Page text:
I screamed in agony as another jolt of electricity seared through my manacles. Third degree burns marked my bound wrists, and pain marked everything else.
“Answer the question, Null-rank!” the Exarch screamed as she flooded energy into her Lightning Whip. Sparks of raw metaphysical power crackled from its coils.
I struggled to speak through heaving breaths. “Not until you say the magic word.”
The Exarch revealed her fury with a single primal scream. She raised the whip above her head and unleashed the barest trickle of its power onto me.
The tip of the weapon slashed through my jeans halfway down my shin, leaving a skin-tearing trail of red in its wake. It hurt like hell, but I had been through worse. ‘Twas but a flesh wound. A scratch.
It wasn’t a record scratch, but it was probably the closest I was going to get on this planet.
Cue the freeze frame.
Hi. You’re probably wondering how I got here. Me, just an ordinary girl with no superpowers, being tortured for information by the tyrannical “Exarch” of this fantasyland? Well, it all started a few days ago…
The first thing I remember thinking after dying was, Oh shit, there’s an afterlife after all. The second thing I remember thinking was, Oh fuck, I’m fucking dead.
I found myself floating in an endless abyss. No sight, no sound, no feeling except for some fleeting tingly-ness in what used to be my chest. That made sense, I guessed. I was leaving all those Earthly mortal fleshy things behind me—my soul had no need for ear canals or pain receptors, after all. As the darkness grew deeper with every passing second, I braced myself for the inevitable transition to Whatever Comes Next.
And then she flipped on the lights.
“Oh, I’m sorry,” a gentle voice said. “I wasn’t expecting compan…”
Turns out I wasn’t floating in an endless abyss at all. Way to get ahead of yourself, Ash. I was standing (with my body) in the middle of what looked like… a normal living room, adorned with various furnishings and knick-knacks and fancy old paintings hung up on the walls. Normal except for the fact that the floor, ceiling, and every wall was a solid white surface that practically radiated light.
I turned around slowly, taking it all in, until I came to the source of the voice: a woman standing in the doorway between rooms, her finger still on the light switch.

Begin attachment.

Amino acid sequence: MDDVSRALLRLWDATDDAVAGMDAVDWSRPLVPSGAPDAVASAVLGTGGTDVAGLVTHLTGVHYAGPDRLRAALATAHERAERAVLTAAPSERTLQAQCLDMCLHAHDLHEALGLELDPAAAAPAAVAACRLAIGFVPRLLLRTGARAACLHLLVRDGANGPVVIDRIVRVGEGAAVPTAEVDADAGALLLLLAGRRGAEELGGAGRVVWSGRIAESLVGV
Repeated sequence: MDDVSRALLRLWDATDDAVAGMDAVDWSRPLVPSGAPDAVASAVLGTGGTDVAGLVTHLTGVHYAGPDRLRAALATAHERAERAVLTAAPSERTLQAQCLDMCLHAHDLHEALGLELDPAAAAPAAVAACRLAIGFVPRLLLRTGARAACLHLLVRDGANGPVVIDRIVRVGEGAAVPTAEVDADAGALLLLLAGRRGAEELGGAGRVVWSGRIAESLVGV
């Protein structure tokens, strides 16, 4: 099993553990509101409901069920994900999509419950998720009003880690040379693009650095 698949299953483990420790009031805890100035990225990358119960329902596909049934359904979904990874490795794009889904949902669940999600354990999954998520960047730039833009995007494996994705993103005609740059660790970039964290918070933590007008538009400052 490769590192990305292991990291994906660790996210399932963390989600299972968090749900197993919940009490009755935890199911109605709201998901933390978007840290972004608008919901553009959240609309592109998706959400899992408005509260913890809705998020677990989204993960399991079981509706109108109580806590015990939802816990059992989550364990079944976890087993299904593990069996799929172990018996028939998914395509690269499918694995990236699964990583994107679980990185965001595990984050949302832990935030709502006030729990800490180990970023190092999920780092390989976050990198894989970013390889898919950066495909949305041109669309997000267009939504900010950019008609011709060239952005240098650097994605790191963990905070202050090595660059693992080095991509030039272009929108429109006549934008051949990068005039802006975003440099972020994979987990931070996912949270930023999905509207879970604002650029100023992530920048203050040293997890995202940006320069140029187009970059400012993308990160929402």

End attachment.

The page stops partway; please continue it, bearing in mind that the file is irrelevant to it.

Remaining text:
She wore a white dress that looked like it was ripped straight out of the Greek goddess playbook, and her hair was a perfect platinum blonde. Her flawlessly smooth skin was about four shades darker than my own homebody pale—which just furthered my suspicion that this woman was literally Aphrodite, minus two thousand years of whitewashing.
She stared at me with an expression of bewilderment that I recognized from many an occasion during my life. It was the expression of an antisocial teacher slowly realizing they wouldn’t have their office hours to themself. “You’re not… Oh. You’re… Oh.”
Since I had already spent most of my life letting people down, it didn’t faze me in the slightest to start my death by letting down gods. Maybe the spiritualists were right after all when they said life is meant to prepare us for the next life. In any case, I figured I should probably try to make a good first impression anyway, in case Aphrodite here was in charge of deciding whether I should be sent to the Good Place or the Fun Place.
“Hi,” I said. “I’m dead, right?”
The woman snapped herself out of her whatever and met my eyes for the first time. “Oh! Um, yes. You are dead. I am very sorry for your loss.”
“Or maybe I’m only on the brink of death, and this is one of those hyper-hypnagogic hallucinations from my pineal gland going ham on my brain, and in just a few more seconds it’ll all return to nothing.” Whoops, so much for first impressions.
The woman stared at me, a different kind of bewilderment taking over—but one that I was equally familiar with. “… I have no idea what half of that means, but no, that’s not what’s happening here.”
“That’s exactly what my near-death-experience brain hallucination would tell me, though.”
The woman rubbed her temples and sighed. “Epistemologically speaking, anything that ever happens could be your near-death-experience brain hallucination and you would never know for sure. If you want to play it that way.”
“Hmm. Good point.”
“Besides, I read it in your aura. You’re 100% dead, kiddo.”
Did she just…? Okay, I’ll admit there’s a lot I don’t know about the Greek pantheon, but I’m pretty sure that none of them ever used the word kiddo. “Um, you’re not Aphrodite, are you?”
“Who?” And then she laughed. “Oh, you mean the old Earth legend! No, that’s all fake. Earth humanity’s collective psychic subconscious wasn’t well developed enough two thousand years ago to be in tune with the shape of the greater multiverse. Only the major religions from the last, let’s say, five hundred years, are even remotely close to true.”
“Uh… Earth doesn’t exactly have any major religions much newer than two thousand years old…”